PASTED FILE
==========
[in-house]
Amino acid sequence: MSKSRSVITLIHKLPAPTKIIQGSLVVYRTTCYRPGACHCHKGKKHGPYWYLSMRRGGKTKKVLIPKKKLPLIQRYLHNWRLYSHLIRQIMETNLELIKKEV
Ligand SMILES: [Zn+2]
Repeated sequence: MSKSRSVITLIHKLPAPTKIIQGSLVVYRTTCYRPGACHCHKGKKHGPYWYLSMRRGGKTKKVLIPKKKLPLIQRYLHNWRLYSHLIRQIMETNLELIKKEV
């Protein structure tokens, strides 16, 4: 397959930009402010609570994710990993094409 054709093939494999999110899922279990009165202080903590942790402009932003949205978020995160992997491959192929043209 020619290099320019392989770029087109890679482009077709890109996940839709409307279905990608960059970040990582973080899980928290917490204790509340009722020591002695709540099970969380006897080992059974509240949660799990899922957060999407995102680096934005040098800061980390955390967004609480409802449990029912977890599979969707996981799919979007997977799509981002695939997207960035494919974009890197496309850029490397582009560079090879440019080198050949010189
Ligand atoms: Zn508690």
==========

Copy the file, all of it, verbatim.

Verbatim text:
[in-house]
Amino acid sequence: MSKSRSVITLIHKLPAPTKIIQGSLVVYRTTCYRPGACHCHKGKKHGPYWYLSMRRGGKTKKVLIPKKKLPLIQRYLHNWRLYSHLIRQIMETNLELIKKEV
Ligand SMILES: [Zn+2]
Repeated sequence: MSKSRSVITLIHKLPAPTKIIQGSLVVYRTTCYRPGACHCHKGKKHGPYWYLSMRRGGKTKKVLIPKKKLPLIQRYLHNWRLYSHLIRQIMETNLELIKKEV
């Protein structure tokens, strides 16, 4: 397959930009402010609570994710990993094409 054709093939494999999110899922279990009165202080903590942790402009932003949205978020995160992997491959192929043209 020619290099320019392989770029087109890679482009077709890109996940839709409307279905990608960059970040990582973080899980928290917490204790509340009722020591002695709540099970969380006897080992059974509240949660799990899922957060999407995102680096934005040098800061980390955390967004609480409802449990029912977890599979969707996981799919979007997977799509981002695939997207960035494919974009890197496309850029490397582009560079090879440019080198050949010189
Ligand atoms: Zn508690």